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Thread: Bird's Opening

  1. #61
    CC FIDE Master Duff McKagan's Avatar
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    Quote Originally Posted by Davidflude
    I have not had time to annotate the following game yet but here it is to look at.

    My opponent is a correspondence IM. He missed a stunning win at one point.

    His blunder was a beauty.
    Ireneusz Nowak is a comp, his blunder (like some of his previous ones) are because he does everything on the computer and sending such a quick reply in a winning position before checking it, he put the wrong piece on e4.

  2. #62
    CC Candidate Master Glenno's Avatar
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    For the record, here are the statistics with 1. f4 as its opening move for games until 1990 in www.chesslab.com.

    Bird's opening: 1. f4 (White 39%; Black 37% draw 24%)
    Bird's opening: 1. f4 d5 (White 39%; Black 35% draw 26%)
    Bird's opening (From gambit): 1. f4 e5 (White 40%; Black 41% draw 19%)
    Mujannah opening: 1. f4 d5 2. c4 (White 43%; Black 41% draw 16%)
    Bird's opening (Williams gambit): 1. f4 d5 2. e4 (White 69%; Black 7% draw 24%)
    Bird's opening (Lasker variation): 1. f4 d5 2. Nf3 Nf6 3. e3 c5 (No games)
    Bird's opening (From gambit, Lasker variation): 1. f4 e5 2. fxe5 d6 3. exd6 Bxd6 4. Nf3 g5 (White 42%; Black 43% draw 15%)
    Bird's opening (From gambit, Lipke variation): 1. f4 e5 2. fxe5 d6 3. exd6 Bxd6 4. Nf3 Nf6 5. d4 (White 50%; Black 30% draw 20%)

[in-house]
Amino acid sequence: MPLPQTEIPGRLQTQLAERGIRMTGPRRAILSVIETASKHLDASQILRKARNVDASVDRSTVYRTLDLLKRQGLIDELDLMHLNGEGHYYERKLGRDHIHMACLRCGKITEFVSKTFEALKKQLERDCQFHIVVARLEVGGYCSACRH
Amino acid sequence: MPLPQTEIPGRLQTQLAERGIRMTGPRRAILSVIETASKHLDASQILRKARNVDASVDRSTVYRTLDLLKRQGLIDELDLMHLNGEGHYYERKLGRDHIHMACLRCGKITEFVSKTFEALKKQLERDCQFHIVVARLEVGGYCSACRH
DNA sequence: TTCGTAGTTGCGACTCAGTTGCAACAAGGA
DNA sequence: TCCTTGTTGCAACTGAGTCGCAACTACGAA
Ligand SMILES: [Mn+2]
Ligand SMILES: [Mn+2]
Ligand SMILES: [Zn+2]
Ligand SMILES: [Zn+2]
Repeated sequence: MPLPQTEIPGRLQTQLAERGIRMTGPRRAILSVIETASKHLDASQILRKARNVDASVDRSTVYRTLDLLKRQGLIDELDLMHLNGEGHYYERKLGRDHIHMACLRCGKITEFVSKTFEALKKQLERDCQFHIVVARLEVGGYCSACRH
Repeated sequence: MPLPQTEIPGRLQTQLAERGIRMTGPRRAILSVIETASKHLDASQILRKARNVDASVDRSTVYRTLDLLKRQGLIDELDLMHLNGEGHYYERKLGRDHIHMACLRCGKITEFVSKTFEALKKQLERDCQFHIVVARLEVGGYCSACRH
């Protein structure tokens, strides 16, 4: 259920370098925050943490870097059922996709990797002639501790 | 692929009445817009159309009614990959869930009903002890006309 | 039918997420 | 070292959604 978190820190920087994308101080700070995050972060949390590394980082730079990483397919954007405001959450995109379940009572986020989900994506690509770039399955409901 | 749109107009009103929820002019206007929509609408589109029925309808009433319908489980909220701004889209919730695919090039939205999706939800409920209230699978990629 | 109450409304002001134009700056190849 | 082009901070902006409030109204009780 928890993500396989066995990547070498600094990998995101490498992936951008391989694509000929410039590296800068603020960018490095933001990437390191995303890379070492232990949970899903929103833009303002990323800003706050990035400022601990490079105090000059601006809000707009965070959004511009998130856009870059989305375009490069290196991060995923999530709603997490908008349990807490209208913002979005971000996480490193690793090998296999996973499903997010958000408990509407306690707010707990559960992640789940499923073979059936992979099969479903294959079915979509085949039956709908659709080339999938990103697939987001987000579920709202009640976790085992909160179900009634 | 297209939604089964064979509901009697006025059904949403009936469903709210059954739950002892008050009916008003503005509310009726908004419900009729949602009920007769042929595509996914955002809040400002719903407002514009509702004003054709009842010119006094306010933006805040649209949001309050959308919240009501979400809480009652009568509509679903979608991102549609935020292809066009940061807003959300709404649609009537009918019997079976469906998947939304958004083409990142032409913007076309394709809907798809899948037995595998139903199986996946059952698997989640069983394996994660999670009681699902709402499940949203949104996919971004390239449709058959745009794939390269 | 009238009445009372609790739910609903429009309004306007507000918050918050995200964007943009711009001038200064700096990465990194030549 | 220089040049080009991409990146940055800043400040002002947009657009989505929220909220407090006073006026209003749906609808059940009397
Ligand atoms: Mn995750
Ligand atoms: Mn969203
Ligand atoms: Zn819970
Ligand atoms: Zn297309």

Here are four games (all since 1991) that are wins by Black against the Williams Gambit that ended no later than Black's 25th move. There were no such games before then.

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  3. #63
    Monster of the deep Kevin Bonham's Avatar
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    Interesting and lively From's Gambit game played in a G60 event at the HICC this week between the current state champion and the current state #3.

    Black played 12...Nf3+ a move too late, the previous move it appears to win.

    Nigel Frame (1851) - Peter Billam (1934)

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  4. #64
    Monster of the deep Kevin Bonham's Avatar
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    *bump*

    Quote Originally Posted by Kevin Bonham
    For the sake of weirdness I should mention a really bizarre anti-Birds line I researched ages ago. It goes: 1.f4 d5 2.g3 h5. Do not adjust your set. Black aims to push ...h4, sac the exchange on h4 then wallop White's king all over the board. I think that White can escape and win with precise play but there's not much margin for error.
    There is a discussion of this line in Gary Lane's current Chesscafe column, near the bottom. Gary analyses 1 f4 d5 2 g3 h5 3 Nf3 h4 4.Nxh4 and then looks at both ...Rxh4 and ...e5. He prefers the latter and annotates a game played with it, but evaluates the exchange sac thus:

    Quote Originally Posted by IM Gary Lane
    True, there is nothing clear cut for White, who faces a tough struggle, but also there is no obvious route to victory for Black, although it will be easier to develop smoothly. I reckon in practical chess Black has the edge because White needs to take his time deciding where best to post his pieces, while Black just needs to get his pieces into play and castle queenside.

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